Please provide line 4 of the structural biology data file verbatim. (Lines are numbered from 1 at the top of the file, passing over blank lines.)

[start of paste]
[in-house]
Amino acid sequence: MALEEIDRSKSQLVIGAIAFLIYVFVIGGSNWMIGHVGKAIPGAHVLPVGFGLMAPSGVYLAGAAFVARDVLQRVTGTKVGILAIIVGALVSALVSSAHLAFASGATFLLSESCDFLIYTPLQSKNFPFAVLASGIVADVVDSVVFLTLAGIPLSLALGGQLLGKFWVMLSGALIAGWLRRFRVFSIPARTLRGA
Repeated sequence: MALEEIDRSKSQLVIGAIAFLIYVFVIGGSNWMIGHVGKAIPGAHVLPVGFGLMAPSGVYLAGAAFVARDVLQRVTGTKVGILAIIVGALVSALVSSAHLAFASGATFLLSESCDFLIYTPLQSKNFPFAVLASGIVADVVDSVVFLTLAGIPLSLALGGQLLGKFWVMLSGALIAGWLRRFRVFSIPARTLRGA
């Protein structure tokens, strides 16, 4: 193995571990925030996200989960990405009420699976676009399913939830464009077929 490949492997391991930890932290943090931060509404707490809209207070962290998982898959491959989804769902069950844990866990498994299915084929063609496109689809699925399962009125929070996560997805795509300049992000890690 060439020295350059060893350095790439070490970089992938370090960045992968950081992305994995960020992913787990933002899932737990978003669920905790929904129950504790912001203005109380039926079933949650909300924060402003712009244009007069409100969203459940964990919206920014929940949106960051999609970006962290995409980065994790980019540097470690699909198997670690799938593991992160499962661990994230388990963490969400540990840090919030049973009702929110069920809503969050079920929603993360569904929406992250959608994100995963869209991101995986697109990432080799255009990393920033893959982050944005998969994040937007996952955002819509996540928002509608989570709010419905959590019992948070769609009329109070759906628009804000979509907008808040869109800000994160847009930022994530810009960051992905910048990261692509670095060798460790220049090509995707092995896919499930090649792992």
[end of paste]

């Protein structure tokens, strides 16, 4: 193995571990925030996200989960990405009420699976676009399913939830464009077929 490949492997391991930890932290943090931060509404707490809209207070962290998982898959491959989804769902069950844990866990498994299915084929063609496109689809699925399962009125929070996560997805795509300049992000890690 060439020295350059060893350095790439070490970089992938370090960045992968950081992305994995960020992913787990933002899932737990978003669920905790929904129950504790912001203005109380039926079933949650909300924060402003712009244009007069409100969203459940964990919206920014929940949106960051999609970006962290995409980065994790980019540097470690699909198997670690799938593991992160499962661990994230388990963490969400540990840090919030049973009702929110069920809503969050079920929603993360569904929406992250959608994100995963869209991101995986697109990432080799255009990393920033893959982050944005998969994040937007996952955002819509996540928002509608989570709010419905959590019992948070769609009329109070759906628009804000979509907008808040869109800000994160847009930022994530810009960051992905910048990261692509670095060798460790220049090509995707092995896919499930090649792992």